The present report was prepared in response to Economic and Social Council resolution 2013/11, in which the Council requested the Secretary-General to transmit, at the substantive session of 2015, a report prepared by the Executive Director of the Joint United Nations Programme on HIV/AIDS (UNAIDS) on progress made in implementing a coordinated response by the United Nations system to the HIV/AIDS epidemic.
The global community has been presented with an historic opportunity. Dramatic scientific advances, combined with more than three decades of experience in scaling up HIV programmes, have cleared a way forward to end AIDS as a public health threat once and for all. In 2013 and 2014, UNAIDS focused its efforts on accelerating progress towards the 2015 targets set out in the 2011 Political Declaration on HIV and AIDS: Intensifying Our Efforts to Eliminate HIV and AIDS, in support of the achievement of Millennium Development Goals 3 to 6 and 8, and on galvanizing global action towards ending the AIDS epidemic by 2030. Its efforts built on major gains in the HIV/AIDS response, including substantial declines in new HIV infections and AIDS-related deaths.
Uniting and synergizing the efforts of 11 co-sponsors and the secretariat, the Joint Programme has helped to lead and coordinate the global AIDS effort. Advocacy by UNAIDS has kept AIDS high on the global political agenda and inspired a growing roster of low- and middle-income countries to increase domestic funding for the response. Normative guidance by the Joint Programme has assisted countries in implementing evidence-based programmes and in leveraging rapidly evolving scientific knowledge. UNAIDS has remained the central provider of strategic information on the epidemic and the response at the global, regional and country levels. It has also served as a consistent and vocal advocate for an inclusive response grounded in human rights and gender equality and for equitable service access for key populations and vulnerable groups. UNAIDS-supported innovation at the country level has helped to overcome service barriers and roll out new scientific advances, and the Joint Programme is a global leader in galvanizing and supporting the mobilization of communities affected by the epidemic. By leveraging the comparative advantages of diverse United Nations bodies and partners, UNAIDS plays a unique role in strengthening multisectoral responses.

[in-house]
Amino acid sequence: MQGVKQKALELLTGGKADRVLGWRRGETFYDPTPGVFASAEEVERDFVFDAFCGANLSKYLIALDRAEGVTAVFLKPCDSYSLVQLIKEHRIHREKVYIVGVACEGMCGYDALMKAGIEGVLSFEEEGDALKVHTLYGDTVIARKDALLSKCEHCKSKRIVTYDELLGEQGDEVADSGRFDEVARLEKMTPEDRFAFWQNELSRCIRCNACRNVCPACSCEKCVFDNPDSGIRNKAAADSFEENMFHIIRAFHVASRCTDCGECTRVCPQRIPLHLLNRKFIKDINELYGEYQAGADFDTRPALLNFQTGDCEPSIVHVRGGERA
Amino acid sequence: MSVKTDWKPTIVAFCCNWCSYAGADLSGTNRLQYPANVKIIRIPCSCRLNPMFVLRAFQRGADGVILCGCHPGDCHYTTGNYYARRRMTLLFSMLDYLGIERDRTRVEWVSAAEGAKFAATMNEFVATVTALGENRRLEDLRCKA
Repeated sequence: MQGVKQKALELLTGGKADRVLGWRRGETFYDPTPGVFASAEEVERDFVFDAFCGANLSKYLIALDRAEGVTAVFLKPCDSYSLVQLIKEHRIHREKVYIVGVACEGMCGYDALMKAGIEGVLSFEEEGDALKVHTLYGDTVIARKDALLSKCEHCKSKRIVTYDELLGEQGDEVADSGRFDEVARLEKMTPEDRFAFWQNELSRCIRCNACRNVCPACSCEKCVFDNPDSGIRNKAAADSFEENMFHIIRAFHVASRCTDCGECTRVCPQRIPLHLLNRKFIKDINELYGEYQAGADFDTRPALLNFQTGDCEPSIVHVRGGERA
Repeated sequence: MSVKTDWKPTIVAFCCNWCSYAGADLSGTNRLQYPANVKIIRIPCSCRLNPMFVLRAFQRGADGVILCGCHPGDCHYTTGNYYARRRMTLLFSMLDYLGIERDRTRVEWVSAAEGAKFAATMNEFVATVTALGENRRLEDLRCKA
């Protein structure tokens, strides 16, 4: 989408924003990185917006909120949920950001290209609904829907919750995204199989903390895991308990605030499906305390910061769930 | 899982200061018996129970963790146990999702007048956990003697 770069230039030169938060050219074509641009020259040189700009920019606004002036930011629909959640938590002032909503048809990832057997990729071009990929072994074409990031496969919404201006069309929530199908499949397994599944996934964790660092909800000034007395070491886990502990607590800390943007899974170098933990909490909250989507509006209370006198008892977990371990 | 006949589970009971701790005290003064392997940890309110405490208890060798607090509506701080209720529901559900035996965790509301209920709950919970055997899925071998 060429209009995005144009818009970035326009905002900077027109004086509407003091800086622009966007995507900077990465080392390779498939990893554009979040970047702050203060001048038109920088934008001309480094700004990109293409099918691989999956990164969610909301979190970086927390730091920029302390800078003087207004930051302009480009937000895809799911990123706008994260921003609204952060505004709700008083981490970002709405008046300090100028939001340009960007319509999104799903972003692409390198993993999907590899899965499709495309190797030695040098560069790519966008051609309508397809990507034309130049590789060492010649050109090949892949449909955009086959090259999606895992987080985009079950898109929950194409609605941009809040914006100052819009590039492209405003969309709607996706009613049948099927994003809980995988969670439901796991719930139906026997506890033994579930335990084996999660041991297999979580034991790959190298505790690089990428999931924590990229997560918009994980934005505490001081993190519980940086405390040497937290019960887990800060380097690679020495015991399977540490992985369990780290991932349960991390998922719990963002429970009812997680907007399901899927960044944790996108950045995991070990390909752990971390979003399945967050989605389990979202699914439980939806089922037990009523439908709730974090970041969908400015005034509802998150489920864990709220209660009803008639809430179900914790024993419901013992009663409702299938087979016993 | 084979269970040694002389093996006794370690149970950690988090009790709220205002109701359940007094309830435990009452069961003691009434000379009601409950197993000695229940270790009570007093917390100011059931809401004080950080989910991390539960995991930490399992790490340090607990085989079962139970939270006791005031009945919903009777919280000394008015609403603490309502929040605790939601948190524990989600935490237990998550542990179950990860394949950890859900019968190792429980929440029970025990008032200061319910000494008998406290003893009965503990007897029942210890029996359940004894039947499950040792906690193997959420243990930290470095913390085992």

Encouraging progress notwithstanding, the AIDS epidemic is not over. A majority of people living with HIV are still not receiving antiretroviral therapy, in part because more than 50 per cent of people living with HIV do not know their serostatus. While declining globally, new HIV infections are rising in some countries, in particular where services are not prioritized for most-affected populations. Although there are increasing domestic resources for the response, donor assistance for AIDS declined in 2013.
Modelling led by the Joint Programme shows that accelerated action and frontloaded investments over the next five years can bring the AIDS epidemic to an end. In response, the Joint Programme is assisting countries in developing and implementing ambitious fast-track targets for 2020, including a new HIV treatment target to maximize the proportion of people living with HIV who achieve viral suppression, and complementary prevention and non-discrimination targets beyond 2015. New resources will be needed to reach these targets, and smart investments will be required, in line with the principles of shared responsibility and global solidarity. A fast-track response will necessitate an inclusive, people-centred approach that effectively reaches those being left behind. As part of this population - and location-focused response, in 2014, the Joint Programme launched a new initiative to catalyse action by cities to mobilize municipal resources towards the goal of ending the epidemic.
To ensure its readiness to successfully navigate a rapidly evolving global landscape and to lay the foundation to end the epidemic by 2030, the Joint Programme is working to develop a new UNAIDS strategy for the period 2016 -2021, with the aim of ensuring that it is “fit for purpose” for the post-2015 era. Consistent with the multidimensional nature of the AIDS challenge, steps to end AIDS as a public health threat need to be mainstreamed across the sustainable development goals. UNAIDS and the broader AIDS response also offer important lessons that can strengthen and sustain global health and development efforts more generally. In 2016, the General Assembly will convene a high-level meeting on HIV/AIDS, which will offer a potentially transformative opportunity to strengthen global resolve and redouble strategic efforts to bring the epidemic to an end.